Located on the Roanoke River, the town of Halifax developed into a commercial and political center around the time of the American Revolution. A guided walking tour takes you into several authentically restored and furnished buildings. These include the 1760 home of a merchant, the house and law office of a 19th-century attorney, and the 1808 home of a wealthy landowner. The 1833 clerk's office, a jail, Eagle Tavern, and a unique archaeological exhibit are also featured on the tour.
The Roanoke River Valley of northeastern North Carolina was settled in the early 1700s by colonists who found the valley's fertile bottomlands ideal for large-scale farming. By the late 18th-ccentury, that plantation system had grown so that a society of merchants, craftsmen, wealthy planters, small farmers, freedmen, and enslaved people had been created.
The town of Halifax was founded on the south bank of the Roanoke River in 1760 and quickly became a nucleus for the entire valley. Halifax was a river port, county seat, crossroads, and social center. A farmer's market operated here and inns and taverns did a brisk business. By 1769, Halifax had nearly 60 houses and public buildings.
During the American Revolution, the town was the scene of important political events: North Carolina's Fourth Provincial Congress met in Halifax in the spring of 1776. On April 12 that body unanimously adopted a document later called the "Halifax Resolves," which was the first official action by an entire colony recommending independence from England.
The Fifth Provincial Congress assembled in the town late in the fall of that year, drafting and approving North Carolina's first state constitution and appointing Richard Caswell the first governor. British General Cornwallis briefly occupied the town in May 1781 on his northward march toward Virginia and eventual surrender to George Washingon at Yorktown, the last battle of the American Revolution.
After the Revolution, Halifax and the Roanoke River Valley entered a golden age. Wealth, power, and influence were concentrated here, the society was among the most cultured in the state, and planters and merchants built fine homes here. Halifax remained prosperous until the late 1830s, when its political power was diminished and the new railroad bypassed the town.
The first 85 years of the town's life are highlighted in the preservation of Historic Halifax. The Owens House with its gambrel roof is the oldest building, dating from about 1760. It is furnished as the home of a prosperous Halifax merchant. Two other buildings within the historic district also are also thought to date back to the 18th-century: Eagle Tavern, which was moved and converted into a residence during the 1840s, and the Tap Room, a smaller tavern built sometime between 1760 and 1810.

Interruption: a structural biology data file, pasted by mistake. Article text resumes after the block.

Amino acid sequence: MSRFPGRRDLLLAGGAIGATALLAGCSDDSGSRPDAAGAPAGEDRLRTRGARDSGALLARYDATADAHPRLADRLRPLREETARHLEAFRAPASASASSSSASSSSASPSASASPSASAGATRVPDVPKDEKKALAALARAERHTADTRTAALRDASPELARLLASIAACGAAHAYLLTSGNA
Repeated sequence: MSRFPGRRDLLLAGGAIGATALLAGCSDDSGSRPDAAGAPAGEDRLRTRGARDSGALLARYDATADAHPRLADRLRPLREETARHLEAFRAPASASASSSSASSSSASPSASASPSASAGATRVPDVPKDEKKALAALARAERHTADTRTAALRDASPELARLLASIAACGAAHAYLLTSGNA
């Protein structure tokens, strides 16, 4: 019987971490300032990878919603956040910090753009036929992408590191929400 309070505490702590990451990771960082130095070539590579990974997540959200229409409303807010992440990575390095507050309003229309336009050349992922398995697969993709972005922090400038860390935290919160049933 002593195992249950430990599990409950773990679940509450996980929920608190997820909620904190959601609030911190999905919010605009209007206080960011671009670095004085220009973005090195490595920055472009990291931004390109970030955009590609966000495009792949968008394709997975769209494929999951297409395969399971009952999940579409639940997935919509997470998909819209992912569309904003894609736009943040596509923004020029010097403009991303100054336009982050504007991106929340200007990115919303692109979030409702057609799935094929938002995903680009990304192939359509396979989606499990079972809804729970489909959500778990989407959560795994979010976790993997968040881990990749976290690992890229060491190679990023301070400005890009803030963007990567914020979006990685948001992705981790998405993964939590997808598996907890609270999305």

The prosperity of the Roanoke River Valley is reflected in the many Federal-style plantation dwellings built here between the 1790s and the 1820s. The Sally-Billy House is an elegant example; the tripartite house was constructed about 1808. The Burgess Law Office probably dates from the same period, although the roof line and other features of the structure follow the older Georgian style. Thomas Burgess owned the building in the early 1800s, and it is furnished as his law office and town house.
The two public buildings within the historic district were built by the same contractor. Both are fashioned of brick and are fireproof. The Clerk's Office, built in 1832 and 1833, served as a storage place for valuable court records. One of its rooms is furnished as a court official's office and another as a printer's office, complete with a working press.
The jail was built in 1838: two earlier jails at the same location were burned to the ground by escaping prisoners.
Other site features reflect everyday life in Halifax: Magazine Spring, long a source of water for townspeople; the cemetery; Market Square, which served as the town park, pasture, and marketplace; and the river outlook, near an early ferry landing site.
The Historic Halifax Visitor Center offers an audiovisual presentation, exhibits, and displays on the history of the town. Guided tours originate here, and visitors are urged to make the center their first stop. In addition to the historic structures, the Montfort Archaeological Exhibit is available for public viewing. Constructed over the excavation of Joseph Montfort's house, the building--through exhibits and walkways over foundations exposed by the scholar's spade and trowel--portrays the life style of this wealthy resident of early Halifax. A spacious picnic area is nearby.